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# How do I enter fractions in Wolfram Alpha ?

Posted 9 years ago
 Good Morning, I am trying to enter the following problem, so I can see the steps to solve it. 3r+6 4r-24 ____ = _____ 9 4 I put it in as 3r+6/9 = 4r-24/4 It interprets it as: Click Here I need it to read 3r plus 6 over 9 equals 4r-24 over 4. Can someone please help explain how to put it in correctly? Thanks in advance!!
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Posted 9 years ago
 Hi Susan,you could use the Solve[] function to solve these equation: Solve[(3 r + 6)/9 == (4 r - 24)/4, r] And if you want to see the step by step solution, you can type in: ==Solve[(3 r + 6)/9 == (4 r - 24)/4, r] The two equals at the beginning of the line, will start the Wolfram|Alpha mode. So you need an internet connection. I hope it helps!
Posted 9 years ago
 I don't know if you just wanted to solve the equation, or if you wanted to see the steps that one might do by hand. In any case, I'm going to show how one might do this for this simple equation.Mathematica automatically removes common factors from the numerator and denominator of fractions. So if you want to show that, you have to take extra measures but first let's go with it and show the remaining steps. Here we annotate the steps with Print statements. We manipulate the equation by using a Pure Function (look up Function in Help) to map the same operation onto both sides of the equation. So the # stands in for each side of the equation. "/@" represents the Map function. Print["Original Equation. Mathematica reduces fractions."] step1 = 3 r + 6/9 == 4 r - 24/4 Print["Consolidate r on the right hand side."] step2 = # - 3 r & /@ step1 Print["Add 6 to both sides."] step3 = # + 6 & /@ step2 Print["Reverse the equation."] Reverse[step3] Now let's do it using symbolic fractions and substituting at the end. We'll just add a to the numbers to turn them into symbols. Print["Original Equation with symbolic fractions."] step1 = 3 r + a6/a9 == 4 r - a24/a4 Print["Clear the denominators on both sides of the equation."] step2 = Distribute[# a9 a4] & /@ step1 Print["Move the rhs r term to the lhs and the lhs constant to the \ rhs."] step3 = # - 4 a4 a9 r - a4 a6 & /@ step2 Print["Divide each side by the r coefficient."] step4 = Distribute[#/(-a4 a9)] & /@ step3 Print["Substitute the fraction values."] step4 /. {a4 -> 4, a6 -> 6, a9 -> 9, a24 -> 24} We really didn't learn much by keeping tract of the numerators and denominators. We might just have used two symbols. You can copy and paste the above code into your Mathematica notebook and evaluate or download the attached notebook. Attachments:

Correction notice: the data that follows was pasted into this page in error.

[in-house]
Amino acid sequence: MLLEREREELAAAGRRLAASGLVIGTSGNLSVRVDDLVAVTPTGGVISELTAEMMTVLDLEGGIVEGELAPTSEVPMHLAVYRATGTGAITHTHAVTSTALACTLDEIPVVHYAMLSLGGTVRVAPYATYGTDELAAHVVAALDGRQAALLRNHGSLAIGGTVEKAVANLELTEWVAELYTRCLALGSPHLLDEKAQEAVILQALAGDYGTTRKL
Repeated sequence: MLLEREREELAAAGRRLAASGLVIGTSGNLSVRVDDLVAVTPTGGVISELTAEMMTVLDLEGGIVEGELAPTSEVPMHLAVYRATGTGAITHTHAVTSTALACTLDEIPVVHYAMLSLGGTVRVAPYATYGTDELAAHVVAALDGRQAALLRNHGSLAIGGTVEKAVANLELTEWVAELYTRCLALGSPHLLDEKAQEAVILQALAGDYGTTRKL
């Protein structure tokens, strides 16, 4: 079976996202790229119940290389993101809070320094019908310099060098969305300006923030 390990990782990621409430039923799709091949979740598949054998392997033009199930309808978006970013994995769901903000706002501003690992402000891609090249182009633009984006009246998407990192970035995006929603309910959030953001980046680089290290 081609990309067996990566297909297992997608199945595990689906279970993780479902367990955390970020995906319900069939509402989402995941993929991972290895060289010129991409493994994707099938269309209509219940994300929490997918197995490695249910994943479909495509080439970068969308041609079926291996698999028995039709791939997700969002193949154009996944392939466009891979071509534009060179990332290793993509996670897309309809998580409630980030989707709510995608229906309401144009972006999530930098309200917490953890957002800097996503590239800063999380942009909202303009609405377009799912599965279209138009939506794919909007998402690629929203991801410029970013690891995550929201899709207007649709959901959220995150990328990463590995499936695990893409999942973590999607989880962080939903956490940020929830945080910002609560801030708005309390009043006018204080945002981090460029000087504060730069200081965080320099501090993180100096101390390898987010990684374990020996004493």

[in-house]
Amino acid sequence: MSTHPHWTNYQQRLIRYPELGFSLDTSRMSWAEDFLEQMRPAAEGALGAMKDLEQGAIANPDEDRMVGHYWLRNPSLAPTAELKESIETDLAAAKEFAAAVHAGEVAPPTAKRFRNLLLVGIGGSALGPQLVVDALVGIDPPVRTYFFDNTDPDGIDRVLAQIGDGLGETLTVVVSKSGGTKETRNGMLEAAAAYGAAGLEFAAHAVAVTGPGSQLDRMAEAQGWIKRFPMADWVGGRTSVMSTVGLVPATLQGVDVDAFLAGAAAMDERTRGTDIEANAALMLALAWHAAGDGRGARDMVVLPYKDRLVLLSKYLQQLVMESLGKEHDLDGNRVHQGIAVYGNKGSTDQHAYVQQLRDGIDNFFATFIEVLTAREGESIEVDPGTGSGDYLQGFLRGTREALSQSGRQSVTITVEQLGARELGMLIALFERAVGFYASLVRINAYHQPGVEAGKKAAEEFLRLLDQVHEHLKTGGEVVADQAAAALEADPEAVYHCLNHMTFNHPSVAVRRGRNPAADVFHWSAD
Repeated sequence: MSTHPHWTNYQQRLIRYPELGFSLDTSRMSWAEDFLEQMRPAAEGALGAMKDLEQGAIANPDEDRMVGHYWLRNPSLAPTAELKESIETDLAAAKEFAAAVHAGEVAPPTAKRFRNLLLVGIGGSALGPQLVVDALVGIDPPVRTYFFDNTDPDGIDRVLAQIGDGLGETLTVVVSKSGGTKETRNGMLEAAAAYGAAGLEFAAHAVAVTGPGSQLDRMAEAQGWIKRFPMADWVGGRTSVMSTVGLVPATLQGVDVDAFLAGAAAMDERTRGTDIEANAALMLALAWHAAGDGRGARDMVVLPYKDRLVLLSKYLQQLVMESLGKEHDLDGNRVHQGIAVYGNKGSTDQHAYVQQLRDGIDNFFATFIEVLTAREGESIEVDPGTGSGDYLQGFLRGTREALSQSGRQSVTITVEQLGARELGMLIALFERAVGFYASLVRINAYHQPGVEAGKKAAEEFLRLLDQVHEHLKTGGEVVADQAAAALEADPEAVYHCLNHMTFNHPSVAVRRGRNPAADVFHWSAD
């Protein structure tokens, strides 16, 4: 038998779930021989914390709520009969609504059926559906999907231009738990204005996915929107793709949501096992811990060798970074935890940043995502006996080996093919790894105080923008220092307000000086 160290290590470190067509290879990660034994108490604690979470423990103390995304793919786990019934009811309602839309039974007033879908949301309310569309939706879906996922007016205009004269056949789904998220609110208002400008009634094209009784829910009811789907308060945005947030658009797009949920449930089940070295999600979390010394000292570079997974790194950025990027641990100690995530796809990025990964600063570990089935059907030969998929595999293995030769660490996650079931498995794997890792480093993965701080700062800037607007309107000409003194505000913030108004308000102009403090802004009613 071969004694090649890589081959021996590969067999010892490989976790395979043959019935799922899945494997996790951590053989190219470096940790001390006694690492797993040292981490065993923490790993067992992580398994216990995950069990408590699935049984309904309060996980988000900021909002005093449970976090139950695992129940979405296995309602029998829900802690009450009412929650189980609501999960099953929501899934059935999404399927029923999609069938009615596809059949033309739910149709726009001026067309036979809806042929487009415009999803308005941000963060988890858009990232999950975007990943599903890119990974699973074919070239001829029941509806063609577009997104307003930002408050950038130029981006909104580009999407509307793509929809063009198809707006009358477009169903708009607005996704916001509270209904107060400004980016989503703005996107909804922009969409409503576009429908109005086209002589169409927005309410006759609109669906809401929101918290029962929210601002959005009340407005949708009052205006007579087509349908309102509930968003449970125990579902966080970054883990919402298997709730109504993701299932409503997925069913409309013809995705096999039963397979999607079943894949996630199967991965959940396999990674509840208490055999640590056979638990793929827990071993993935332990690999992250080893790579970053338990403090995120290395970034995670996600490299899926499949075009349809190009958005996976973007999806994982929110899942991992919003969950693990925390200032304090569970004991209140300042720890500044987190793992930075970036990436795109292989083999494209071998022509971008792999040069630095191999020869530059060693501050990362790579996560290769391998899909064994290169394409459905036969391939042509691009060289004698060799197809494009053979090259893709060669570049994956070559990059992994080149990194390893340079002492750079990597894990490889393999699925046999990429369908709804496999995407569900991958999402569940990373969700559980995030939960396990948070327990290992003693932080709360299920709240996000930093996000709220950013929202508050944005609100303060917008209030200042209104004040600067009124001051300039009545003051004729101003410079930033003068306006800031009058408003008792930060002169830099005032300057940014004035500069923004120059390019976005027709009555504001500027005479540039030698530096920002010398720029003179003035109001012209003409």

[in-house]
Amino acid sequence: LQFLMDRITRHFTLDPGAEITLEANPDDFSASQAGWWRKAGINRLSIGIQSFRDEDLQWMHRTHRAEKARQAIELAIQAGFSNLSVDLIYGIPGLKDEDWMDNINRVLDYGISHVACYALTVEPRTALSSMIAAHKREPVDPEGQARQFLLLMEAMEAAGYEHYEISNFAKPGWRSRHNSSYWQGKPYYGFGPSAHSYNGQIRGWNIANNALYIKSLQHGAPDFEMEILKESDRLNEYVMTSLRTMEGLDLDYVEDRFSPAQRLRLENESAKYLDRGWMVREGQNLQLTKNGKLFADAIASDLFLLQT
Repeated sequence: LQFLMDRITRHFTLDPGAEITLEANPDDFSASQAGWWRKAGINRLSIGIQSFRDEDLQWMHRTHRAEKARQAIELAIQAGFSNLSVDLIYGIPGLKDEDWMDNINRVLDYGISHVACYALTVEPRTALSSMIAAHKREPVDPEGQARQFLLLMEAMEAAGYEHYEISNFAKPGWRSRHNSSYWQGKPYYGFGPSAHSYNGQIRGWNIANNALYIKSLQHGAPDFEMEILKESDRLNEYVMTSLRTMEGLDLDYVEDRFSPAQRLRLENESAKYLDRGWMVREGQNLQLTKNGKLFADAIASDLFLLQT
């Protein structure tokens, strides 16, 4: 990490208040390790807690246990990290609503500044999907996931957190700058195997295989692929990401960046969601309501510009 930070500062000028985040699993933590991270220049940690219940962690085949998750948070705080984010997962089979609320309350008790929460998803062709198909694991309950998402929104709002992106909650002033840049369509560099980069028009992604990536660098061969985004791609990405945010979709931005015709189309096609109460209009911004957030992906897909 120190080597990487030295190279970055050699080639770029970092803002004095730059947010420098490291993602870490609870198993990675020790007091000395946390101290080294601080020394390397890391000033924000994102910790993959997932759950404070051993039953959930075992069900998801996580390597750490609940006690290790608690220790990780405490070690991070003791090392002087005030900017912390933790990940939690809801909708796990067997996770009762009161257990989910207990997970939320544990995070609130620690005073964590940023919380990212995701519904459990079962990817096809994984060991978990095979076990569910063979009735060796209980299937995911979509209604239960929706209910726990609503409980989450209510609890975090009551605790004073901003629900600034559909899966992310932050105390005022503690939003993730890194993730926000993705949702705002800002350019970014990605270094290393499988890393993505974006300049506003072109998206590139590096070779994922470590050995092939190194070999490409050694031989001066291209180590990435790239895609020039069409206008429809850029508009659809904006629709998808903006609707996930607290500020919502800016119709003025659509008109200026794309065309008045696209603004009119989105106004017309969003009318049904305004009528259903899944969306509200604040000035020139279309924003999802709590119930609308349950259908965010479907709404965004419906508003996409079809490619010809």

Posted 9 years ago
 I believe that the original poster is asking a question about Wolfram Alpha.If I understand correctly you want Wolfram alpha to divide the entire quantity 3r+6 by 9 rather than just dividing the 6 by 9, correct? And similarly for the expression on the right hand side? So do you want 3r+6/9=4r-24/4  or (3r+6)/9=(4r-24)/4  Either way, to solve these in Wolfram Alpha just ask (for the second case as an example) Solve (3r+6)/9=(4r-24)/4 for r  Then, for the steps to the solution click on "Step-by-step solution" (though this functionality requires a Wolfram Alpha Pro subscription)Take a look here:http://wolfr.am/1oDoZCV
Posted 9 years ago
 Actually, you don't need the "for r" in: Solve (3r+6)/9=(4r-24)/4 for r